There is a song by the, would-have-been-forgotten-like-The-Simple-Image-if-it-wasn’t-for-Nature, NZ pop act from the sixties, The Formyula, called Home. Everyone has the odd killer song that lurks forever in your head, personal songs, and this is one of mine. I like it so much I put it on the Give it a Whirl Soundtrack. Recorded at
People Turn on in Otaki / I wish you were here
Which of course is absolute nonsense, especially in the late sixties. Anyone who has ever been to Otaki knows that nothing of the sort happens there, although I suspect this refers to a long past music festival of the sort that used to spring up in surprised backwaters back then at a moments notice followed closely by the police and concerned TV crews and National Party politicians. Good lyric though and not a bad song.
The Formyula also had this annoying habit of running out of lyrics half way through a tune and finishing it with loads of la la las….
But, back on track, Home is a more confusing concept than ever for me right now. Ten days in
And those wonderful surprise parcels have started arriving now and again. I opened the mailbox last week to a couple of things I’d not really expected.
The DVD collection of Elvis Costello’s videos is a mixed bag. I remember quite a few of these but not all and they veer between the sublime (Annabel Jankel’s animated Accidents Will Happen which uses the late
The problem is that Elvis was never a great video performer and often looks forced, uncomfortable and clumsy (check him forced to dress as Satan..doncha love A&R men..) unlike the stage where he comes in to his own. Which is where this disc really works for me. The bonus stuff is a series of live TV performances of which my favourite has to be the slowed down No Dancing, from Tony Wilson’s So It Goes in 1977, where a young Costello plays it as a grinding country funk closer to his demos than the officially released take.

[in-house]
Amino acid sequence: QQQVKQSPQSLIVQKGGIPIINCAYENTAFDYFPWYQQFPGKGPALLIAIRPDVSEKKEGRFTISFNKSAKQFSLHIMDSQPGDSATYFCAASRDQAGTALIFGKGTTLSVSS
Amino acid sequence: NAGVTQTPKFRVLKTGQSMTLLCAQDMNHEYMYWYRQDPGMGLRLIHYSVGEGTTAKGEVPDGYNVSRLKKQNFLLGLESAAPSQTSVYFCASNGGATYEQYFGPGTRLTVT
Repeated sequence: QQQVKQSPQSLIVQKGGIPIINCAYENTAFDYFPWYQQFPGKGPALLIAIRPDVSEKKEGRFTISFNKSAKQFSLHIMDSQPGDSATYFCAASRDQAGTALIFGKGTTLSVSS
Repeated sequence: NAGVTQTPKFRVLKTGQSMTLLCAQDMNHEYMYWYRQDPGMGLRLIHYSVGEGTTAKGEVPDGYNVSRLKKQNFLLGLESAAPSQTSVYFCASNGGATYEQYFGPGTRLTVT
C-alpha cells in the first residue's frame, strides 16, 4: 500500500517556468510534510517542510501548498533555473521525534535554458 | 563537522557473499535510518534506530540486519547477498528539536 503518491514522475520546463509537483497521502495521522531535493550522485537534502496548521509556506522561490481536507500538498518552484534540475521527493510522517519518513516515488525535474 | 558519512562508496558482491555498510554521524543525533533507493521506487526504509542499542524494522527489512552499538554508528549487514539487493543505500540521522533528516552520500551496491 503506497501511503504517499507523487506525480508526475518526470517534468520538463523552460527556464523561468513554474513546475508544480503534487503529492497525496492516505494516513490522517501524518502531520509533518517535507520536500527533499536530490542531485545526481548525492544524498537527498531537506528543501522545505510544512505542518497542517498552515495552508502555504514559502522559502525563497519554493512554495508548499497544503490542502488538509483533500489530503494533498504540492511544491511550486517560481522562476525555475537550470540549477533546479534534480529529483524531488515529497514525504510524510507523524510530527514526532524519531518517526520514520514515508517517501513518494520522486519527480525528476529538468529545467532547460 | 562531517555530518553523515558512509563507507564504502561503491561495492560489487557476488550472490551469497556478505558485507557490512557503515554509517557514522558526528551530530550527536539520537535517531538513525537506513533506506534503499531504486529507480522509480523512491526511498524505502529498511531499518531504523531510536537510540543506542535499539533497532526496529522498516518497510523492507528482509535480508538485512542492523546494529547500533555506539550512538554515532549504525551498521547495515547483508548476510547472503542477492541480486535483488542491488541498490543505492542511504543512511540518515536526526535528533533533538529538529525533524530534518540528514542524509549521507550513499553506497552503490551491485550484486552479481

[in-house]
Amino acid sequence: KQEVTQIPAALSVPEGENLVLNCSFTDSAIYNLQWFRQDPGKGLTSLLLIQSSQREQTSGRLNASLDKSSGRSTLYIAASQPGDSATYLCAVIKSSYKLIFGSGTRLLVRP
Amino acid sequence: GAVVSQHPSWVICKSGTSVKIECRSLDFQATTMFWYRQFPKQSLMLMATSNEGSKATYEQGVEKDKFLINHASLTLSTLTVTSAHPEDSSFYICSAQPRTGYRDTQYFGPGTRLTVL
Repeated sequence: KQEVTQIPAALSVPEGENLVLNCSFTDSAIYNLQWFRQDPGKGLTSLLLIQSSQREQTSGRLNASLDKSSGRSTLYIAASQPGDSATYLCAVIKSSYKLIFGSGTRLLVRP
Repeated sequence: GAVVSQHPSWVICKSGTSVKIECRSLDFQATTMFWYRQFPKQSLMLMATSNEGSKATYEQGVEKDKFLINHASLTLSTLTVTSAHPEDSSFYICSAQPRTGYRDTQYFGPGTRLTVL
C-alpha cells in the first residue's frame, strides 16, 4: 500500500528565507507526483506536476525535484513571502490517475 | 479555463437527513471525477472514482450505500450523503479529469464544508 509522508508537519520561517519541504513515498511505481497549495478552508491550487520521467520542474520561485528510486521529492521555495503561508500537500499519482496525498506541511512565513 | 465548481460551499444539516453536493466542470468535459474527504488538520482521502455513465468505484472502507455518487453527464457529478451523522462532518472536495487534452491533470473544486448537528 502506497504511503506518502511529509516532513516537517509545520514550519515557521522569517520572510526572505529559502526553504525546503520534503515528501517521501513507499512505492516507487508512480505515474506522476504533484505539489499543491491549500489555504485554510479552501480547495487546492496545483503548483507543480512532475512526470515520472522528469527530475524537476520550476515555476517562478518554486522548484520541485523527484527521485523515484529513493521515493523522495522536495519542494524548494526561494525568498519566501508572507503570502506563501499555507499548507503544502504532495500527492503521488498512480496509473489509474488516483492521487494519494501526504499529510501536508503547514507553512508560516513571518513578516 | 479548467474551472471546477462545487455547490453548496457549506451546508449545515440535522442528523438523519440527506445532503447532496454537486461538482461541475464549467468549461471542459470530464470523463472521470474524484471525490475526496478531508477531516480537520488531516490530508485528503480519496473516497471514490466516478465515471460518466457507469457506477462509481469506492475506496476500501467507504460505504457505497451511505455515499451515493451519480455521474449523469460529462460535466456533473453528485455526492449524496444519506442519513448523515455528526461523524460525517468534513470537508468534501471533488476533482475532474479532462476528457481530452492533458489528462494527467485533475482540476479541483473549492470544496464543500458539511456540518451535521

As the Indonesians say, baik.
The New Order singles collection, called, with their usual wit, Singles, is pretty firm evidence that they are and remain the second greatest British singles band ever. Unlike the earlier double, Substance, which may or may not still be available but is essential for that untouchable run of 12 inch singles from 1981 to 1987 (although some on here are not the original 12s), these are the tight 7” mixes and it is way better, and more up to date than the half baked compilations that London put out in the mid nineties when they did their reissues of the Factory material.
I guess New Order have a simple Formyula (sp..sorry puerile but I couldn’t help it) but it works, and works and works and I’d forgotten just how good some of those mid nineties singles were.
I also scammed a copy of the Paul Weller album, As is Now, whilst in
As Is Now is not perfect but it’s the closest thing our Paul has done to a consistently great album since Our Favourite Shop back in the early eighties and it’s a fine thing to have him back. Come On Lets Go sounds like an outtake from This is The Modern World, a much derided album at the time but one that has aged gracefully, and From the Floorboards Up likewise could’ve been one of those singles that followed that album. And Pan is simply lovely adult pop, as is The Pebble and the Boy...I like a good epic I do….
I live for new music but its warming to have the odd happy revisit from old buddies like this.
Which brings me to Lindstrom and Prins Thomas, whose self titled album might take this from a different slant but the overall drift is the same, elegant electronic landscapes, often performed with more traditional instrumentation than DG & GR, by these two Norwegians but both albums are essentially from the same place and owe so much to the work of the aforementioned Eno, but also the hugely influential Western European pioneers of electronica, re-stating it in a contemporary fashion, which makes it sound dull, but its anything but. I guess if house / electronica or whatever tag you feel the need to apply, is going to go anywhere in 2006 then both albums are hopefully a signpost.
If anyone wants any indication of what went wrong with dance, look at the new DJ Magazine Top 100.
Yep, and then there is Carl Craig’s remake / remodel of the no-longer-beatless Darkness originally on the wonderful Just Another Day EP i…real Paperclip people stuff, albeit without the disco loops. I quite liked the Radio Slave boot of the same track although it came from a different place and upset the bloody purists (which can’t be bad).
Today I had my hair cut by a guy who had a picture of Osama Bin Laden on his wall. He offered to razor me as well…I politely declined. I guess that’s living in